“I believe that hula is getting back to being performed more in the traditional manner. There was a period when the hula was getting a little too wild; too many introductions of other dance forms, especially to the hula kahiko. I think it turned around due to the revival of other aspects of our culture like the ‘ōlelo, oli, planting, la‘au lapa‘au, navigation, huna, lua, weaving, amongst others. I hope that people like myself and my fellow kumu hula are looking to keeping things traditional yet conducive to our times. The hula has changed over time and I think that this is a good thing or it is my belief that the hula would die. I think each of us breathe our own breath into our dance, our haumāna, our hālau. This need is why we are kumu hula. That is what makes each of us unique, different. If we did things the same, there would be no need for different hālau. A handful would suffice and we would be unable to document our times.”

Kumu Lopaka Igarta-De Vera
The kūpuna of his family used music and hula to strengthen family ties and keep their keiki out of trouble. While Kumu Lōpaka’s father, Joseph De Vera, did not directly influence his hula journey, it was through his example he instilled in Kumu Lōpaka the work ethic, diligence, and humilty that hula would later require.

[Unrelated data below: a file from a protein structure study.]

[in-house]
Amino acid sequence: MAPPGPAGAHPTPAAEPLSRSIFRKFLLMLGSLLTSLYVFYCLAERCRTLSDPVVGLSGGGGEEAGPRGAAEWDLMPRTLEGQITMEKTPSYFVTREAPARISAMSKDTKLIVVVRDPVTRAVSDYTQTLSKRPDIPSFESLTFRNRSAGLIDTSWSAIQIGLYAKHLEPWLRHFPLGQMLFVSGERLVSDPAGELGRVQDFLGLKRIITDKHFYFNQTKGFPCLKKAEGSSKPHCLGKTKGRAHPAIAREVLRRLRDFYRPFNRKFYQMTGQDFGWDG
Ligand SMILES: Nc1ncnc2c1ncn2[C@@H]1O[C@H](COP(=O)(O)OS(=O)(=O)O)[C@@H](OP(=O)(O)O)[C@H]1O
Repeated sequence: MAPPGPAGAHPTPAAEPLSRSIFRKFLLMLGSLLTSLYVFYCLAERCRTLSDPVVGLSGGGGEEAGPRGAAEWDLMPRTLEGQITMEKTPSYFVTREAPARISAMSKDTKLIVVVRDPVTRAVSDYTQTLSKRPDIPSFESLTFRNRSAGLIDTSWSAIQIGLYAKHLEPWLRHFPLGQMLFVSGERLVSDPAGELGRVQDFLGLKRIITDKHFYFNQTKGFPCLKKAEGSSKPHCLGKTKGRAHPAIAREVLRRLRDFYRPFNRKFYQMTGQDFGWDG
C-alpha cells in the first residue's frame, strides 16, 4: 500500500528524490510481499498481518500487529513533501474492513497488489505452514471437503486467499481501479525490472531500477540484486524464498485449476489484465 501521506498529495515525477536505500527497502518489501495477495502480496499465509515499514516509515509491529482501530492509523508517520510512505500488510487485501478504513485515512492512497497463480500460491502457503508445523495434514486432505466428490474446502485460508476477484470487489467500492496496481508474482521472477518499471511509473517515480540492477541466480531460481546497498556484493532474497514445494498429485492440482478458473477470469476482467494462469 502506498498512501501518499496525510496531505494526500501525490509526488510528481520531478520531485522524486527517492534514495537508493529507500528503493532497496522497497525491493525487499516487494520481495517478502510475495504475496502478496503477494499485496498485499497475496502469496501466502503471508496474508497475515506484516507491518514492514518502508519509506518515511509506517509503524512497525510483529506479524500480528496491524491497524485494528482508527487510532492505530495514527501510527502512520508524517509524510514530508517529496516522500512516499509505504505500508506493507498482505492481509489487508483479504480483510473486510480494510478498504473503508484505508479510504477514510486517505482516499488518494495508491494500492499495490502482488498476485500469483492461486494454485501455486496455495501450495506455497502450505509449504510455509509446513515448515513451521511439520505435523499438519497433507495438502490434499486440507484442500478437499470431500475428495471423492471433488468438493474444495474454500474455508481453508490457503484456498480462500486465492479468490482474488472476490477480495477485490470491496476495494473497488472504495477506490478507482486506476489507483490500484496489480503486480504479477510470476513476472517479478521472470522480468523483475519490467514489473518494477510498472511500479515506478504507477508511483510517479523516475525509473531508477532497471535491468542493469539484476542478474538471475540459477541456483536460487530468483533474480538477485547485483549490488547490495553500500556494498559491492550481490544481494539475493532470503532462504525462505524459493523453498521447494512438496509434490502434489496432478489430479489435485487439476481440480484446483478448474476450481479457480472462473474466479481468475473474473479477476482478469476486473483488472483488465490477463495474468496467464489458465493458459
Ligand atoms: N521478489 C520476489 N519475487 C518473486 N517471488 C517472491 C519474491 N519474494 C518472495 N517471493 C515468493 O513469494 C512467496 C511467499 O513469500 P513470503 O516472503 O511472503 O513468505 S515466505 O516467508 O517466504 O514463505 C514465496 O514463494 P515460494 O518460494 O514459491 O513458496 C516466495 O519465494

It wasn’t until the age of eight, however, that his admiration for and his desire to be like his sisters and cousins sparked his lasting interest in hula. Surprisingly, joining The Honolulu Boy Choir was the first step in fulfilling this desire. It was at the choir that he would hone his vocal abilities and also meet his first Kumu Hula, the late Carl Leroy “Hōkū” Rasmussen (choir instructor) and join his first hālau, Hālau Ku Aiwa Kama‘ehu. Kumu Lōpaka danced for Kumu Hōkū. He studied Polynesian dancing, drumming, and singing until he was 18 years old. Through his hula and Polynesian training, he went on to join Kawika Productions, Germaines Lūʻau, Tihati Productions, Hilton Hawaiian Village Kings Jubille, The Magic of Polynesia, and The Polynesian Cultural Center Promotional Team.